Petaluma schools are bracing to spend more money on meals following the implementation of the “Healthy, Hunger-Free Kids Act of 2010” which goes into effect July 1.
The new mandate is an attempt to get kids to eat more fruit and vegetables and prevent childhood obesity. It will require all students to take a piece of fruit or vegetable with their lunches and for schools to serve only skim or 1 percent milk.
In addition, any food contracts entered into prior to the change will be prohibited, according to a recent article in the Argus Courier.
And that has many schools crying foul.
The new federal mandate will result in an added cost of 0.27 cents per meal or an additional $120,000 a year, according to Midge Hoffman, budget director for Petaluma City Schools to meet the mandate.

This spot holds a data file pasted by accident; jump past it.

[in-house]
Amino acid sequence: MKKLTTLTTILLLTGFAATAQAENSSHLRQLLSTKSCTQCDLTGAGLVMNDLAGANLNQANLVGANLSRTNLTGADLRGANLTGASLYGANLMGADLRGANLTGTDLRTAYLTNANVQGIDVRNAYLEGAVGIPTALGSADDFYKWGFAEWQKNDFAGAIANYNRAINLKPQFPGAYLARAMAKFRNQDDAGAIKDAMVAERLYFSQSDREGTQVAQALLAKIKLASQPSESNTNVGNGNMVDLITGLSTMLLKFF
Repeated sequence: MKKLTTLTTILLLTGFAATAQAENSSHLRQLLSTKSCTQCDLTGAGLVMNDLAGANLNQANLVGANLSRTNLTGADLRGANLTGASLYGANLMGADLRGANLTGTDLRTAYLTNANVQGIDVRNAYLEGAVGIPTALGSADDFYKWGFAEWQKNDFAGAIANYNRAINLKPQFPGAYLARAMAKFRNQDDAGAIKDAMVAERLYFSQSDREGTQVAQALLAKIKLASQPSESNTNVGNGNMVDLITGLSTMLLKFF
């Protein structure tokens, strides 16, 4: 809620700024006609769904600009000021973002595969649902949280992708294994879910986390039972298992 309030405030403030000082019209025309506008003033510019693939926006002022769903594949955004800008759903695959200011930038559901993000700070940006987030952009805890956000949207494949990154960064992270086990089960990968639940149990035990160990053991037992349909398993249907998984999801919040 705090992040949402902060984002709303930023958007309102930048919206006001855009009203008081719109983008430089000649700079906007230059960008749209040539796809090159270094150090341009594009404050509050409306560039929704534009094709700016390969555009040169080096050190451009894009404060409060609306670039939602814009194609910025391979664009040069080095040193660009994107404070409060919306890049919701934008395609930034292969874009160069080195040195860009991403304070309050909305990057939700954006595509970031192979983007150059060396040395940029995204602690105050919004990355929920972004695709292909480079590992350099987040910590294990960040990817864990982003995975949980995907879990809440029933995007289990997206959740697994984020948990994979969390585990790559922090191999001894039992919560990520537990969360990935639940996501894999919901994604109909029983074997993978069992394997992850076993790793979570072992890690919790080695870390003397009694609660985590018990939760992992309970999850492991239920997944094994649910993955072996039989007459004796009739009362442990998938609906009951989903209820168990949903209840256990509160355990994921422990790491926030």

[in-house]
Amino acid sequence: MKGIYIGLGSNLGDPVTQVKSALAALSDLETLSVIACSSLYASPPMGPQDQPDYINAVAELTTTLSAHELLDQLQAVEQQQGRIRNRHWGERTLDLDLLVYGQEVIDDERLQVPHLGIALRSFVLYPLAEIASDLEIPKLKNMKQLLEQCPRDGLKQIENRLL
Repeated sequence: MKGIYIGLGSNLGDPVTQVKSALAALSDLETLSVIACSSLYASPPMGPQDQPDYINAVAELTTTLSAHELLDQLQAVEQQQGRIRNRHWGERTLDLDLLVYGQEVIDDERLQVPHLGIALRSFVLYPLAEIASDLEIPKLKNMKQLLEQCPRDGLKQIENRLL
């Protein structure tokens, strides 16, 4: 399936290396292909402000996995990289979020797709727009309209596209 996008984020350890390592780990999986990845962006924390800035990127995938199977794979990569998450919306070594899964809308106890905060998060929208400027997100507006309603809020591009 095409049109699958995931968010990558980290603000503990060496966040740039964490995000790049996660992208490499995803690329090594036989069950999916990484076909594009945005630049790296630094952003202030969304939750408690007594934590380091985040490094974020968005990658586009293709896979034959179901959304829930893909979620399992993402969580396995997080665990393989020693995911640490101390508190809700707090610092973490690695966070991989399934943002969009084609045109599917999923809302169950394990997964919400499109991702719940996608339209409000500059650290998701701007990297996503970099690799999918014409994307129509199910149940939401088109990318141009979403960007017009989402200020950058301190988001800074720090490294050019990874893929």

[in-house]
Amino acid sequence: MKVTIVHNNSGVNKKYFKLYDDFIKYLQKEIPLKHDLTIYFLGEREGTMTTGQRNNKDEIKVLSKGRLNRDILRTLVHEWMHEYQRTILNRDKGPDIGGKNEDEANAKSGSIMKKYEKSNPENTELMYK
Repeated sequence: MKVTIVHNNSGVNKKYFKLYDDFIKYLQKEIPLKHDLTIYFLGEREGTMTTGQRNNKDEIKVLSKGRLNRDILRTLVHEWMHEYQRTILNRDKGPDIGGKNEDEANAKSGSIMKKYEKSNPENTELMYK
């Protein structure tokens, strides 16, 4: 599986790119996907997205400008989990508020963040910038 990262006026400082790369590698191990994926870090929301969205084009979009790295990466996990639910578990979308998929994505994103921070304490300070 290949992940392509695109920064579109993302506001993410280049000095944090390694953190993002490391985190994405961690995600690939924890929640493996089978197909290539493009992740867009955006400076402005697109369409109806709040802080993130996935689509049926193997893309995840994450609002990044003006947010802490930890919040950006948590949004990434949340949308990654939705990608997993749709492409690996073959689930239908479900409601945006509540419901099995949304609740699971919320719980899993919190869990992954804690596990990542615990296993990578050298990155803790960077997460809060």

But supporters, including retiring Congresswoman Lynn Woolsey, say the long-term goal of getting children to eat better outweighs the initial increases to districts (the goal is that the change will encourage more schools to create gardens and work with local farms to obtain produce.)
“I certainly understand that school districts face tight budgets, but the cost to society of unhealthy, unbalanced school meals is simply unaffordable,” Woolsey told the Argus. “If we don't implement stronger rules today, the obesity public health crisis will get worse and our education system will suffer, since a child who's not eating properly can't learn properly.”
You tell us: Do you support this new mandate? Or should schools be left to figure out on their own how to provide healthy food to students?